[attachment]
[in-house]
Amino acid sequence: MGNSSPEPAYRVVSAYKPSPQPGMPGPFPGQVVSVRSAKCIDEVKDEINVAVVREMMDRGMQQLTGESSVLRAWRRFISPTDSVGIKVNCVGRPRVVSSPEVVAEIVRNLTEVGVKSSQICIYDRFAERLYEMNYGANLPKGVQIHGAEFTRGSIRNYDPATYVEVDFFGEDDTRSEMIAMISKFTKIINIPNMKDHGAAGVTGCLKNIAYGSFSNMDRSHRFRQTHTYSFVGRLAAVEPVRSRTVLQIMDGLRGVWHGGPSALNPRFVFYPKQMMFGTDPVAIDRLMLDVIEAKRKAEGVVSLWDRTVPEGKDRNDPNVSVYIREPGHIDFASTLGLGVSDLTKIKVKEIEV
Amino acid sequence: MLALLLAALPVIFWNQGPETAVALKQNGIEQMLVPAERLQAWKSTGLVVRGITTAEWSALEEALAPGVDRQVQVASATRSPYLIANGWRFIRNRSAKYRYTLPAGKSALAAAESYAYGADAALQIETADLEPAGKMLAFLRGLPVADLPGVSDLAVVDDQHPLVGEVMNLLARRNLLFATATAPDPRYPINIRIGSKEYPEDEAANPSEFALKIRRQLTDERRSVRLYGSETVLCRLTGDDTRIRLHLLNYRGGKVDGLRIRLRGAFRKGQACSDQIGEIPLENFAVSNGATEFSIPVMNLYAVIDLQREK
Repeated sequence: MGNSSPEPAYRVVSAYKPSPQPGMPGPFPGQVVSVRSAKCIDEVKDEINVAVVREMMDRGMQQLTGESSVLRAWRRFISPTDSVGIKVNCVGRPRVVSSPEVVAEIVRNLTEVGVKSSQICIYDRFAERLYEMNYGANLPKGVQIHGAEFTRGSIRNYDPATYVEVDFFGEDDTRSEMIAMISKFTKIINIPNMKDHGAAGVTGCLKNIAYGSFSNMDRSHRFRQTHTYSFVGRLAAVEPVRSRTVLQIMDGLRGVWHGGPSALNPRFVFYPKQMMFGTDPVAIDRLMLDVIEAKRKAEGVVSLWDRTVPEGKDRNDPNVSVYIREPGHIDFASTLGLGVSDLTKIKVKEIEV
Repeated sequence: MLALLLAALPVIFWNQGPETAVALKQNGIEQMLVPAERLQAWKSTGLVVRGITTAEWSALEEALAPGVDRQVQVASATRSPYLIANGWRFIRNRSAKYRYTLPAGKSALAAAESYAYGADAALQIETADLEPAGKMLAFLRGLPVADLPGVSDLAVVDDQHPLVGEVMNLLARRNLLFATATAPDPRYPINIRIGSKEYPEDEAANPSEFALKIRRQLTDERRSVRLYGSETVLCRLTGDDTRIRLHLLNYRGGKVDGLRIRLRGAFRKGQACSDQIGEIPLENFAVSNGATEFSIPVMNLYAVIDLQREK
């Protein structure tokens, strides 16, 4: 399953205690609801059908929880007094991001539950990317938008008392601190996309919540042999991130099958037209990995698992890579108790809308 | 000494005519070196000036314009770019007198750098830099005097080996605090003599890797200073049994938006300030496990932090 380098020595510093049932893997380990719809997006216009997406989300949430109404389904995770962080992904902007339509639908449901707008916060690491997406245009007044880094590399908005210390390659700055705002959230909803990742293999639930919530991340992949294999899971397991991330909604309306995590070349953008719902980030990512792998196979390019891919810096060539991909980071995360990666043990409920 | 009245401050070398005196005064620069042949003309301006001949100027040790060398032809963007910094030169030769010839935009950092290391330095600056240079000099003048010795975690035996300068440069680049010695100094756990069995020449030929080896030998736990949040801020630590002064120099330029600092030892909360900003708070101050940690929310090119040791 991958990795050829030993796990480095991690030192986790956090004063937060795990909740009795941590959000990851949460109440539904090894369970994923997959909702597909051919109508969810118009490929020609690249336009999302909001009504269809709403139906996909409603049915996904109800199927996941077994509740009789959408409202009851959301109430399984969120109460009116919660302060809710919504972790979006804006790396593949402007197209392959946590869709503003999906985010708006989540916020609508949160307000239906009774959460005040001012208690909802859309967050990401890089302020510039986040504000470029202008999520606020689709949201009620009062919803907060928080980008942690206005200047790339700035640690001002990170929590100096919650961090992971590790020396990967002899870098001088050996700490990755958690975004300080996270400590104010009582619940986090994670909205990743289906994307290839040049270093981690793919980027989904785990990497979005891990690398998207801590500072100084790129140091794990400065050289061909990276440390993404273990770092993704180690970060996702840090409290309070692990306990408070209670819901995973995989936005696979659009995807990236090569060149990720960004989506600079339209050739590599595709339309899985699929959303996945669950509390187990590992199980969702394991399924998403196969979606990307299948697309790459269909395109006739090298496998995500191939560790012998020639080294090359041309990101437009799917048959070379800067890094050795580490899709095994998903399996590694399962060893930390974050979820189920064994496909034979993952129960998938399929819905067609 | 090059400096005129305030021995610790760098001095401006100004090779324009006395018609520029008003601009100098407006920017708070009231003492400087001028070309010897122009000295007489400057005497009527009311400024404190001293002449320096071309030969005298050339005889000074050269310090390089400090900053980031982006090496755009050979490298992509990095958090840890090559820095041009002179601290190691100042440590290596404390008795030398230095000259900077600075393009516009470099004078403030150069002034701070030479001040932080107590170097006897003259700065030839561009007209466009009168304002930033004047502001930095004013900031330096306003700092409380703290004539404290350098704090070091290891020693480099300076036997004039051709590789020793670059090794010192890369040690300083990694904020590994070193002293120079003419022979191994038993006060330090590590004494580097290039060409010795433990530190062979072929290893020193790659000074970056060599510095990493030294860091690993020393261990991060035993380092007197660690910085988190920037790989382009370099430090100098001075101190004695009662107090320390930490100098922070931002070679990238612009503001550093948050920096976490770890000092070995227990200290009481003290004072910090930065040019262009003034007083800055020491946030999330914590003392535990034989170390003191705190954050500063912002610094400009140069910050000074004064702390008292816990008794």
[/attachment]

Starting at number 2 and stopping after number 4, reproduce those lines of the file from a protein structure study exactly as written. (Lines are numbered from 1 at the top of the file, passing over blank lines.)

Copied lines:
Amino acid sequence: MGNSSPEPAYRVVSAYKPSPQPGMPGPFPGQVVSVRSAKCIDEVKDEINVAVVREMMDRGMQQLTGESSVLRAWRRFISPTDSVGIKVNCVGRPRVVSSPEVVAEIVRNLTEVGVKSSQICIYDRFAERLYEMNYGANLPKGVQIHGAEFTRGSIRNYDPATYVEVDFFGEDDTRSEMIAMISKFTKIINIPNMKDHGAAGVTGCLKNIAYGSFSNMDRSHRFRQTHTYSFVGRLAAVEPVRSRTVLQIMDGLRGVWHGGPSALNPRFVFYPKQMMFGTDPVAIDRLMLDVIEAKRKAEGVVSLWDRTVPEGKDRNDPNVSVYIREPGHIDFASTLGLGVSDLTKIKVKEIEV
Amino acid sequence: MLALLLAALPVIFWNQGPETAVALKQNGIEQMLVPAERLQAWKSTGLVVRGITTAEWSALEEALAPGVDRQVQVASATRSPYLIANGWRFIRNRSAKYRYTLPAGKSALAAAESYAYGADAALQIETADLEPAGKMLAFLRGLPVADLPGVSDLAVVDDQHPLVGEVMNLLARRNLLFATATAPDPRYPINIRIGSKEYPEDEAANPSEFALKIRRQLTDERRSVRLYGSETVLCRLTGDDTRIRLHLLNYRGGKVDGLRIRLRGAFRKGQACSDQIGEIPLENFAVSNGATEFSIPVMNLYAVIDLQREK
Repeated sequence: MGNSSPEPAYRVVSAYKPSPQPGMPGPFPGQVVSVRSAKCIDEVKDEINVAVVREMMDRGMQQLTGESSVLRAWRRFISPTDSVGIKVNCVGRPRVVSSPEVVAEIVRNLTEVGVKSSQICIYDRFAERLYEMNYGANLPKGVQIHGAEFTRGSIRNYDPATYVEVDFFGEDDTRSEMIAMISKFTKIINIPNMKDHGAAGVTGCLKNIAYGSFSNMDRSHRFRQTHTYSFVGRLAAVEPVRSRTVLQIMDGLRGVWHGGPSALNPRFVFYPKQMMFGTDPVAIDRLMLDVIEAKRKAEGVVSLWDRTVPEGKDRNDPNVSVYIREPGHIDFASTLGLGVSDLTKIKVKEIEV